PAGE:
This striking view of Jupiter’s Great Red Spot and turbulent southern hemisphere was captured by NASA’s Juno spacecraft as it performed a close pass of the gas giant planet.
Juno took the three images used to produce this color-enhanced view on February 12, 2019, between 9:59 a.m. PST (12:59 p.m. EST) and 10:39 a.m. PST (1:39 p.m. EST), as the spacecraft performed its 17th science pass of Jupiter. At the time the images were taken, the spacecraft was between 16,700 miles (26,900 kilometers) and 59,300 miles (95,400 kilometers) above Jupiter’s cloud tops, above a southern latitude spanning from about 40 to 74 degrees.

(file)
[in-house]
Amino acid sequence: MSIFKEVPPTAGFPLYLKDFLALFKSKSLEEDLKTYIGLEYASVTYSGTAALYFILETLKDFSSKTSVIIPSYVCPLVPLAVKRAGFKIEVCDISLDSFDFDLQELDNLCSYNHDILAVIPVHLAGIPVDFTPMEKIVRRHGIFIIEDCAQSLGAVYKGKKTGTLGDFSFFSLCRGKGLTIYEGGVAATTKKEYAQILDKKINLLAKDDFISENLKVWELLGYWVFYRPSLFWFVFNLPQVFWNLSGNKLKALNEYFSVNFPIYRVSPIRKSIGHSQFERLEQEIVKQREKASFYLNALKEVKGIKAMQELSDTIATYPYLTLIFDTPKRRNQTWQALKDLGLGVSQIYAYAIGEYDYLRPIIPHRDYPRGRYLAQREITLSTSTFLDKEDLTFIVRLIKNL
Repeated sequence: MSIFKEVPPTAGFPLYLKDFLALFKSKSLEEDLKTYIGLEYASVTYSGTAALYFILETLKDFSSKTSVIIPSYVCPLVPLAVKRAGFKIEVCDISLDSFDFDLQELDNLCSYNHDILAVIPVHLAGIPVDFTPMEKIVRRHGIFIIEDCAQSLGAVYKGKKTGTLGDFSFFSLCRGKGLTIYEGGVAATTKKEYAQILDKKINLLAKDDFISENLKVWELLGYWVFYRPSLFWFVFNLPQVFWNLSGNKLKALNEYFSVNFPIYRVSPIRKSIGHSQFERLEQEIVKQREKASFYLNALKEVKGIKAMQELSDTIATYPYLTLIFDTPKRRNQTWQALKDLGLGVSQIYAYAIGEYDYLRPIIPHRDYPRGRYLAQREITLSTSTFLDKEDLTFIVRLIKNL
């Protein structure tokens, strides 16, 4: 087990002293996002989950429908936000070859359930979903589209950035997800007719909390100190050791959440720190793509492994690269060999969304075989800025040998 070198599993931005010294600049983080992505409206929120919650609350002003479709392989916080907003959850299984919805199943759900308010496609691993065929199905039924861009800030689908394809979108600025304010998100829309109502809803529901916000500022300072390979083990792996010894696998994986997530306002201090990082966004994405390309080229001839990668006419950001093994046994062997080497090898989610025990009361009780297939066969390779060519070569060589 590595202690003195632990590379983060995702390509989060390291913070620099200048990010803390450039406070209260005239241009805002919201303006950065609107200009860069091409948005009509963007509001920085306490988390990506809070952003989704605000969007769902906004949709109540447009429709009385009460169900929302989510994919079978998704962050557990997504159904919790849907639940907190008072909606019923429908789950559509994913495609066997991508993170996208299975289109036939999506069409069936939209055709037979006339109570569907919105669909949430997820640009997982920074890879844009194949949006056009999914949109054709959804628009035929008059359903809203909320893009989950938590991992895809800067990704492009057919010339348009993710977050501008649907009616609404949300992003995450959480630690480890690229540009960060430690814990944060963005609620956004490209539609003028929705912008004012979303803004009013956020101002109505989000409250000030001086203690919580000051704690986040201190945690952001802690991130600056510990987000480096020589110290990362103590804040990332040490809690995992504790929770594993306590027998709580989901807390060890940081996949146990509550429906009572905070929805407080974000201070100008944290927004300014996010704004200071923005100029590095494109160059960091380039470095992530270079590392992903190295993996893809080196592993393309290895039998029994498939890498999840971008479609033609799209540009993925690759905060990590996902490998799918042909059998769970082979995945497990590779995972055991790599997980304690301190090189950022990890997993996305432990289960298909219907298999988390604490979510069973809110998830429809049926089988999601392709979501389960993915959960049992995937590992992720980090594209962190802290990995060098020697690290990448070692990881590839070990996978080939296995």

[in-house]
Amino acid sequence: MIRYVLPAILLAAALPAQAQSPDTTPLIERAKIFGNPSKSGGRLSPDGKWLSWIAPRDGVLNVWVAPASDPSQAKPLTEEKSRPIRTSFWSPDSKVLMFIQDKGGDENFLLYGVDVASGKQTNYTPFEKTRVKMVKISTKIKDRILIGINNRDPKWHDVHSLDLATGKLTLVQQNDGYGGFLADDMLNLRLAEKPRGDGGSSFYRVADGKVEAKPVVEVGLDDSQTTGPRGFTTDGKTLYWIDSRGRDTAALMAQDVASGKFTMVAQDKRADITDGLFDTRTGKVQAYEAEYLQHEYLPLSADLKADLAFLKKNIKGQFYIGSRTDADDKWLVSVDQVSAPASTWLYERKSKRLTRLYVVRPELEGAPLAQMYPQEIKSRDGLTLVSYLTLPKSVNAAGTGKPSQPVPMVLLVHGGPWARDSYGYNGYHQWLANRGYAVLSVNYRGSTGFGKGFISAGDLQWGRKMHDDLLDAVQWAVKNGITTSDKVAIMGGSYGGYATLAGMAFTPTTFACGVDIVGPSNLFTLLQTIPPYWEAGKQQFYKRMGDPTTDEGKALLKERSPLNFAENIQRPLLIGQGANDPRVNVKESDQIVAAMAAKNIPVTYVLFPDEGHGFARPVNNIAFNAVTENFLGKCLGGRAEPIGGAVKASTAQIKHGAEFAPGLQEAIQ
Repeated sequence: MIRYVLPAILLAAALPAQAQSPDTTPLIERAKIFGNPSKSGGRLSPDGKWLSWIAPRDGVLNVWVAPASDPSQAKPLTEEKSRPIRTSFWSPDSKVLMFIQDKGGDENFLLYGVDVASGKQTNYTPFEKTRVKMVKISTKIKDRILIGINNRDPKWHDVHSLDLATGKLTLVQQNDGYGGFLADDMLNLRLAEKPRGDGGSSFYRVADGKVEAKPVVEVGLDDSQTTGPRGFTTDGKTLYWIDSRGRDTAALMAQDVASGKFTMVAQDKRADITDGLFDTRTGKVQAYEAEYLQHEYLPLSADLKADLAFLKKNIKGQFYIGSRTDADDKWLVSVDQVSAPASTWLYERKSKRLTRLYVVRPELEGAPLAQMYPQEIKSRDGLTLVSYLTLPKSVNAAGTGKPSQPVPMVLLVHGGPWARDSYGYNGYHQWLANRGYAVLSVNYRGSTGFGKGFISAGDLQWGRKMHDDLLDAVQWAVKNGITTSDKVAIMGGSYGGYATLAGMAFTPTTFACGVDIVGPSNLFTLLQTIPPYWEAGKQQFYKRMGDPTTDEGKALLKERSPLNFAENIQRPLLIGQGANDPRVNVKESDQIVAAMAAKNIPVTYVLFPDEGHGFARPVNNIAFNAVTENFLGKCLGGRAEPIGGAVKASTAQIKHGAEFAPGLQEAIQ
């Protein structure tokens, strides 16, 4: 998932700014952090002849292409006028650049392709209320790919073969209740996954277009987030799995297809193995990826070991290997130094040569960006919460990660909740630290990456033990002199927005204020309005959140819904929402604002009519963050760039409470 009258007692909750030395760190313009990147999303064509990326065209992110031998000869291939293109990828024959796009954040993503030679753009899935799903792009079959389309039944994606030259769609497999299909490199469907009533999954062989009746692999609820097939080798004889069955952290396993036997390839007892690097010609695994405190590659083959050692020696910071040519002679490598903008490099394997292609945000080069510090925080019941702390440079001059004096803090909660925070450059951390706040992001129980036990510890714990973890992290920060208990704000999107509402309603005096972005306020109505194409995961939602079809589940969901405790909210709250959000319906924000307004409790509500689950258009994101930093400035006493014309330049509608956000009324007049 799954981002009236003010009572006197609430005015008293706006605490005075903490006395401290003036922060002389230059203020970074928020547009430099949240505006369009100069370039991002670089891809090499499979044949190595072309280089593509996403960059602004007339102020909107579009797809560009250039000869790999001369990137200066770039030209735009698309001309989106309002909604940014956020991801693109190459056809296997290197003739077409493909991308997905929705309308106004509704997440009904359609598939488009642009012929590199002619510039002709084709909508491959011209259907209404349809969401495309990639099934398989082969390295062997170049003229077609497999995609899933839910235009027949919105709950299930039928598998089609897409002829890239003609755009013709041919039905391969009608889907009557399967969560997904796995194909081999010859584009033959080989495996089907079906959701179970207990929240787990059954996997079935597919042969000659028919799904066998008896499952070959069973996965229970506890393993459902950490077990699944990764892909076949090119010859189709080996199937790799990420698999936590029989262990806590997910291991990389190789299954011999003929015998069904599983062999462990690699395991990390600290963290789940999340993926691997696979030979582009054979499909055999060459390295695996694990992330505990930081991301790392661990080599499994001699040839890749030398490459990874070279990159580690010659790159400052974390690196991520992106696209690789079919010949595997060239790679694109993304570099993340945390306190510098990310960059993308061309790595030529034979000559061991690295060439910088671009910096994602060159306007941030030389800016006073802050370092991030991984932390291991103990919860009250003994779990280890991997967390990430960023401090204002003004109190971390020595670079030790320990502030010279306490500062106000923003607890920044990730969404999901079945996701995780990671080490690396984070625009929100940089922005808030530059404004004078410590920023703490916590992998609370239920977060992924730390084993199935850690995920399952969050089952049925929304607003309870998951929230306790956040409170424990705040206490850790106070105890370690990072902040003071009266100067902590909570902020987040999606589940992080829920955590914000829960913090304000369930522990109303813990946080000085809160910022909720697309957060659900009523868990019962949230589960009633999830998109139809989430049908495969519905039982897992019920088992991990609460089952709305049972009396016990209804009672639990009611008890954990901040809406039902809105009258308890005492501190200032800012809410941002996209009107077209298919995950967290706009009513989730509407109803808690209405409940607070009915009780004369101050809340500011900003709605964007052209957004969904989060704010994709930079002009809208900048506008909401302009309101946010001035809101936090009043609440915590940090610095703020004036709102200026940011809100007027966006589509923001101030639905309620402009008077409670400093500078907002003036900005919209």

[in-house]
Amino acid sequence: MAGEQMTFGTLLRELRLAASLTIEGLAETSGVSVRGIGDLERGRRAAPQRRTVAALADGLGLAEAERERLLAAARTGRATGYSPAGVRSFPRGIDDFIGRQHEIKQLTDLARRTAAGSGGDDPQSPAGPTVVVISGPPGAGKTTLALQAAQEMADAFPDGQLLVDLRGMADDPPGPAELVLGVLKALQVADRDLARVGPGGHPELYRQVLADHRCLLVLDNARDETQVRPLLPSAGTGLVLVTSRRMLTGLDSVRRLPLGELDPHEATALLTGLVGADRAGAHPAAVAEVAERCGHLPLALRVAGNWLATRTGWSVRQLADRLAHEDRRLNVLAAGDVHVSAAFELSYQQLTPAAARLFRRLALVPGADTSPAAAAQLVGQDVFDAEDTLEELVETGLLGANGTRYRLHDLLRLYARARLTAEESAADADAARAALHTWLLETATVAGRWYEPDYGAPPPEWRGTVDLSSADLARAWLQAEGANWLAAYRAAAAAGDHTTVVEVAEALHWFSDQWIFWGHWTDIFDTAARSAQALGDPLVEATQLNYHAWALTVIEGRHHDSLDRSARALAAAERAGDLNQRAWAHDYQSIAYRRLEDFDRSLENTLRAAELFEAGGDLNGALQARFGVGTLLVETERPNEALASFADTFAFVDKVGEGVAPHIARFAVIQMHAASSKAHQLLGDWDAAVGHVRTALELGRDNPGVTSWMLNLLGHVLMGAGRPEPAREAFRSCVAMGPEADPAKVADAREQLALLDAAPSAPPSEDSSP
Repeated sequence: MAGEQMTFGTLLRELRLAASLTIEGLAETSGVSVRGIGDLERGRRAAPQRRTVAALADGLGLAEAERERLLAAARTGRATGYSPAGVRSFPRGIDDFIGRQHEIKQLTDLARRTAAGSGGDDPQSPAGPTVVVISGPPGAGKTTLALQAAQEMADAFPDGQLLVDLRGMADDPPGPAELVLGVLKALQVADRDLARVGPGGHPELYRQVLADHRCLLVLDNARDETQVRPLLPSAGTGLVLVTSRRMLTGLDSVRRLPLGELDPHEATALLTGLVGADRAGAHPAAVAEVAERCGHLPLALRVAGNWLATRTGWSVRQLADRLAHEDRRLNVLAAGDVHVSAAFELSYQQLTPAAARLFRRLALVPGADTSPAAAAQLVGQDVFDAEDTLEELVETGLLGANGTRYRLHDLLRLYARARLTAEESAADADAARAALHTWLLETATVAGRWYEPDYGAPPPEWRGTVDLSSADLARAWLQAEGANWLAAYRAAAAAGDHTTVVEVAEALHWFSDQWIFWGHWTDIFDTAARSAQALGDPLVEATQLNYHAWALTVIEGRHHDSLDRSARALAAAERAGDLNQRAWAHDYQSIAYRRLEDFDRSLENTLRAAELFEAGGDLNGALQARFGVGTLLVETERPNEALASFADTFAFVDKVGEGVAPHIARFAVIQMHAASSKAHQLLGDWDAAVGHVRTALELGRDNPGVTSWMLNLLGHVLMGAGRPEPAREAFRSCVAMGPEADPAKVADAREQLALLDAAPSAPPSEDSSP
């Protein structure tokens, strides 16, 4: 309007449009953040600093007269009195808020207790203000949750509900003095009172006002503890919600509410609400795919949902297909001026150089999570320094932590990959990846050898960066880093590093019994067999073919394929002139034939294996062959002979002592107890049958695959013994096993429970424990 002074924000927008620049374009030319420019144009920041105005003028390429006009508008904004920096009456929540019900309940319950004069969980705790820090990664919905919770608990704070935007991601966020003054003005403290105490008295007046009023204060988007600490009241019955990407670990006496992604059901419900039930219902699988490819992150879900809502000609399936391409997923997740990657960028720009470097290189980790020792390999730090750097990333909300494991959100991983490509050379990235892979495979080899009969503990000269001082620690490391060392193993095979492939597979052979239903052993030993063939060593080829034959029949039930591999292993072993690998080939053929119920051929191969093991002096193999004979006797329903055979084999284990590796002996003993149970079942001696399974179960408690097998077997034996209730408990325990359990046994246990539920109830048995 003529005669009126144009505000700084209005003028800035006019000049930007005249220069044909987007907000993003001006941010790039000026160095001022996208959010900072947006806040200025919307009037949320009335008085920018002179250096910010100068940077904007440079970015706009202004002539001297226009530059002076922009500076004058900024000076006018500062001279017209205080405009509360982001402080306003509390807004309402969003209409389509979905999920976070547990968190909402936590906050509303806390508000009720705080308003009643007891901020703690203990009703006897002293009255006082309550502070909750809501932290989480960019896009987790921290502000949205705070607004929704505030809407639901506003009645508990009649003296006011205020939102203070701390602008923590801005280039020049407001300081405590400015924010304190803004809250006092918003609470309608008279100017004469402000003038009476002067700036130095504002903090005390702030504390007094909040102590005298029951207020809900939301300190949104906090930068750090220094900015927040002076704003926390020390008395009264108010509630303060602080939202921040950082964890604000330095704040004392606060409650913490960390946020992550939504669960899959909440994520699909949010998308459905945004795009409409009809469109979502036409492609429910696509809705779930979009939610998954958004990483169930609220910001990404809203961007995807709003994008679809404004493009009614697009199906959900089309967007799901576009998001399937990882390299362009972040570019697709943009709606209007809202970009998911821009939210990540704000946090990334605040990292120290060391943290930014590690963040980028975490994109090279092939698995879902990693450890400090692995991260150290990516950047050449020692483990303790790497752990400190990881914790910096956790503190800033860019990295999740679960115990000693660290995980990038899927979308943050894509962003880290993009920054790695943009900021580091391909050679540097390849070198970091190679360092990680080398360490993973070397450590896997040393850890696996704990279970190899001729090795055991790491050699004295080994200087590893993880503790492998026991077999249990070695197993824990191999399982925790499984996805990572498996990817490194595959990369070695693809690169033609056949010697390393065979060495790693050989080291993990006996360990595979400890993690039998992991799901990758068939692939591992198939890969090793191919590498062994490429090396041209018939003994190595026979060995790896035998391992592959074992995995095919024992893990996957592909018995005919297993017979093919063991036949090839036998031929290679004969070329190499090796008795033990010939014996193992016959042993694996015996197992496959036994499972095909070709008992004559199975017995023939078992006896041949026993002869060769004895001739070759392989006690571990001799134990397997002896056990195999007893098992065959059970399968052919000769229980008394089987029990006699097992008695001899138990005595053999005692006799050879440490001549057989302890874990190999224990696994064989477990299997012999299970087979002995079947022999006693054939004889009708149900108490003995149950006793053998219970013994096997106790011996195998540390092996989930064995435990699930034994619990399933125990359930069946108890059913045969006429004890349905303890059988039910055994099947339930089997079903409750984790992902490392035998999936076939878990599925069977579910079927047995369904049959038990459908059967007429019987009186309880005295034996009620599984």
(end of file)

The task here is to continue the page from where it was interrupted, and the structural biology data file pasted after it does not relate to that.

Citizen scientist Kevin M. Gill created this image using data from the spacecraft’s JunoCam imager.
JunoCam’s raw images are available for the public to peruse and process into image products at https://missionjuno.swri.edu/junocam/processing.
For instance, you might work out together in the gym, go for a hike on weekends, visit local art galleries or museums, read the same book, or join a couple’s social group.
The simplest example would the the dream to start a family together, where the two of you are integral parts of each other’s dreams.